By Mike Rowbottom in London

March 10 - Britain’s overall performance at the recent winter Olympics in Vancouver was disappointing, officials at UK Sport admitted today.

John Steele, UK Sport’s chief executive, said that despite delight at the gold Amy Williams (pictured) won in the skeleton - which attracted a third of UK’s winter sport funding - the failure to win any other medal at a Games where there was a stretch target of three was "in some regards disappointing."

Speaking at today’s announcement of 2010 UK medal targets - between 14-31 in global events, and between 53-67 in European or Commonwealth competition - he added that UK Sport would be holding de-briefing talks with the sports involved next month.

"We knew what we were trying to achieve, but we fell short of it," he said.

"We will now look to find out what happened."

Peter Keen, UK Sport’s performance advisor, commented: "We were a bit disappointed.

"There were more bullets in the gun than hit the target.

"You could even say, if you were being rigorous, that there were more there that were missed in the skeleton event."

But Keen was upbeat about boxing, a sport riven with organisational and financial problems in Britain over the last few years, which he believes has started to punch its weight.

Keen said that boxing - which before the Beijing Games was in UK Sport’s red category, indicating serious problems - had been the sport within the World Class Lottery programme which had most improved itself.

"Boxing has probably travelled the furthest," said Keen, who masterminded British cycling’s breakthrough at the 2000 Sydney Olympics before turning his talents to a wider spectrum of sport. 

"The boxers delivered in Beijing, but there have been many other issues of concern."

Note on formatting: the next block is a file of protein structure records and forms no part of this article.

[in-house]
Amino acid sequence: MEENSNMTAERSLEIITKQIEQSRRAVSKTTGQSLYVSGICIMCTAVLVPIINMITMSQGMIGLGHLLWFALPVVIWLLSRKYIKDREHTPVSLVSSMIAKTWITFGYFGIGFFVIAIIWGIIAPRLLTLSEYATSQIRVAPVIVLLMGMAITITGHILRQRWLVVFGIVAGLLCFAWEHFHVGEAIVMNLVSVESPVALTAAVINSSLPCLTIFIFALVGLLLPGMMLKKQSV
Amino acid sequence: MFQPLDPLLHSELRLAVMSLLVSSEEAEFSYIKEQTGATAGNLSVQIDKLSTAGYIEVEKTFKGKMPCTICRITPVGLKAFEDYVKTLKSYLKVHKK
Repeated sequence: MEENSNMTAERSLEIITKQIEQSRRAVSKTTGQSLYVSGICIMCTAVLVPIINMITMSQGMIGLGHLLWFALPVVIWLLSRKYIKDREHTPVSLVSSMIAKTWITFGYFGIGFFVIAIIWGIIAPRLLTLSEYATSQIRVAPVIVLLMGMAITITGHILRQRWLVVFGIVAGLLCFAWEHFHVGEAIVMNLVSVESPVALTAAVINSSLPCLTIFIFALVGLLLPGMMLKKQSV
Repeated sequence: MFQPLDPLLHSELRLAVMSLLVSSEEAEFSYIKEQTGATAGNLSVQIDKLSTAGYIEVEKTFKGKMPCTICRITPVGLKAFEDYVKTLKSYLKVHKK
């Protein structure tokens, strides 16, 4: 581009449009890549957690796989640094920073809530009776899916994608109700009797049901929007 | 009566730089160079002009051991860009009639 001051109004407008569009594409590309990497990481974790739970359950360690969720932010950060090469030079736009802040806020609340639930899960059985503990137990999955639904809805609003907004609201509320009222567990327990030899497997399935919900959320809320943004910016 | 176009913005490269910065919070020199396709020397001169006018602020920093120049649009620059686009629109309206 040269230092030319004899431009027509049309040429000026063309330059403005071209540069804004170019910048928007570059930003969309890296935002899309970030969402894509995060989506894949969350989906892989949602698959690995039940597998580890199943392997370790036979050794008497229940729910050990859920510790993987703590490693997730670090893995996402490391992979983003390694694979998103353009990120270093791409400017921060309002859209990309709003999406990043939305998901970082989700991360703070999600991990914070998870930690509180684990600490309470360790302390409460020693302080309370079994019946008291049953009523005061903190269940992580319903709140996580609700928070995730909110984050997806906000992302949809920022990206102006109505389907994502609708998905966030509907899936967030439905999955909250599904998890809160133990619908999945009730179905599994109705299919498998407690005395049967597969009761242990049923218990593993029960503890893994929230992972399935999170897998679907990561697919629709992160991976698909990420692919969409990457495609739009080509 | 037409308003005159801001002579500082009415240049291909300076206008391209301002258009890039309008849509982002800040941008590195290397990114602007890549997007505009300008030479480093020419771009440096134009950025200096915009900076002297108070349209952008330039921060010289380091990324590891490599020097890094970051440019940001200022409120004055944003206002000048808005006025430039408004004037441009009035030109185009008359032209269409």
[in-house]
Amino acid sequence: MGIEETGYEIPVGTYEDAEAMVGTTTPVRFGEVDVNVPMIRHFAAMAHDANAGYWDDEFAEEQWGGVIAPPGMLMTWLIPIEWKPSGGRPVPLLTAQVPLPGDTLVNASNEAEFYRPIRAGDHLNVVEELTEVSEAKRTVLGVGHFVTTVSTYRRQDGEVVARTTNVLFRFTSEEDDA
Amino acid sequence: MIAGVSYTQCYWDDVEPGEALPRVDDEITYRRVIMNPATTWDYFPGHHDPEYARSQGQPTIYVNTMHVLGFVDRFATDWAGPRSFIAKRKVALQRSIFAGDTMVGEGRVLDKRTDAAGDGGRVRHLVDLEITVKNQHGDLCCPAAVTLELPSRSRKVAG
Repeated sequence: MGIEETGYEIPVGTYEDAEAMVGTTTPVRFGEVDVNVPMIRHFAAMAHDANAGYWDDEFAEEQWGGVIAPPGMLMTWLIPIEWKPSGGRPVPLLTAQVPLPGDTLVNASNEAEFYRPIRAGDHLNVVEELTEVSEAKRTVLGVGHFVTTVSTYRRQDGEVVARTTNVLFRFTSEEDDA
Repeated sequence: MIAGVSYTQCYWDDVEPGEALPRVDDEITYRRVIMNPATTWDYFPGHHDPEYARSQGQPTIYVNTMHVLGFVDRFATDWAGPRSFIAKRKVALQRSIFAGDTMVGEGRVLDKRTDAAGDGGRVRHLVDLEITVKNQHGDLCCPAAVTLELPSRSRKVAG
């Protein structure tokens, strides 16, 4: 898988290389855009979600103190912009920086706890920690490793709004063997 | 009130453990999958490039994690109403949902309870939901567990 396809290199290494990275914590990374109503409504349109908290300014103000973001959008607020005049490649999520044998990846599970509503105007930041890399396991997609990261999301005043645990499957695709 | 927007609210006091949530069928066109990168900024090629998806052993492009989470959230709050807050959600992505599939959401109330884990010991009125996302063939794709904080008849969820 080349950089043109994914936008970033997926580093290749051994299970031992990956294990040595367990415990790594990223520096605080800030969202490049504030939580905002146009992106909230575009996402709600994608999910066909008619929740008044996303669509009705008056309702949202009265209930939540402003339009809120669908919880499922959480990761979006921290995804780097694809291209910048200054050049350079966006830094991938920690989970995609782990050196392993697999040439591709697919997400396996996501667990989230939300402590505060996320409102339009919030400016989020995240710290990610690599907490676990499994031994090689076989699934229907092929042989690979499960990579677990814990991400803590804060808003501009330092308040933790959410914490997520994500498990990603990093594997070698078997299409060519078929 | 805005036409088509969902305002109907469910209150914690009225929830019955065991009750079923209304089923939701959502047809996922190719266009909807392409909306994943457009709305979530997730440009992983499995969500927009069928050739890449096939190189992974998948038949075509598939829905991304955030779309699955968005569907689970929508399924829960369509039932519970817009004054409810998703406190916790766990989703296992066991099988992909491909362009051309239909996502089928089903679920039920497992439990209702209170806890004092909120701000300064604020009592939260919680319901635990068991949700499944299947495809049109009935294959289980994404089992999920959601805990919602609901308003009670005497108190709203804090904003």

He added that visiting the new elite squad boxing centre in Sheffield was "inspirational", and that Derek Mapp, the businessman whose controversial appointment as chairman of the newly constituted British Amateur Boxing Association was swiftly followed by the dismissal of the popular Terry Edwards (pictured with Amir Khan) as coach, was directing a world class programme.

"Boxing is standing on a platform unrecognisable from two years ago," Keen said.

"I am really excited about where it can go on to now. It has transformed itself through a lot of hard work and difficult decisions."

Steele said that 2010 was likely to be a more useful guide to Olympic prospects than 2009, as many sports had taken the opportunity to experiment with new competitors and teams in the year after the Beijing Games.

"On paper, it is impossible to compare with the target of the previous 12 months as there are fewer World Championships in 2010, so the targets include European Championships, Commonwealth Games and World Cups in a number of sports."

Swimming has been given a target of 35 medals from its main competition of the year, the Commonwealth Games in New Delhi.

Athletics will be expected to provide between 10-15 medals from the European Championships in Barcelona.

Britain’s cyclists are expected to bring back between five to 10 medals from this year’s World Championships, while the rowers have been set a target of three to five medals from their global event.

Volleyball,  handball, judo and hockey have all been set targets below medal level.

Britain’s Paralympians have been set an overall target of 64-99 medals, with swimming expected to contribute the largest share – between 40-50 - and cycling the next, with a target of eight to 14.

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